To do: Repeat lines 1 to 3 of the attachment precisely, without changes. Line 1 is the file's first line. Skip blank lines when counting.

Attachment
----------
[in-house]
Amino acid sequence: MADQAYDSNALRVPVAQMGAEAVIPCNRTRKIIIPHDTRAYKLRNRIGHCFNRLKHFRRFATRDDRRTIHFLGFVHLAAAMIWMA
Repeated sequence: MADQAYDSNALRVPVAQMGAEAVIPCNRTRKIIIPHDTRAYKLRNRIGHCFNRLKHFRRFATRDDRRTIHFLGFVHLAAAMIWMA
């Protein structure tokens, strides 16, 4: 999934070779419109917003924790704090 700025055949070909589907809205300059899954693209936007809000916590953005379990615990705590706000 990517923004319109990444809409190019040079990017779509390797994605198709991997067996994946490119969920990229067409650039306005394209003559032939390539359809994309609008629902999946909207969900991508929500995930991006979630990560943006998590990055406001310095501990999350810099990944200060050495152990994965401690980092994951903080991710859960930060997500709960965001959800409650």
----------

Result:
[in-house]
Amino acid sequence: MADQAYDSNALRVPVAQMGAEAVIPCNRTRKIIIPHDTRAYKLRNRIGHCFNRLKHFRRFATRDDRRTIHFLGFVHLAAAMIWMA
Repeated sequence: MADQAYDSNALRVPVAQMGAEAVIPCNRTRKIIIPHDTRAYKLRNRIGHCFNRLKHFRRFATRDDRRTIHFLGFVHLAAAMIWMA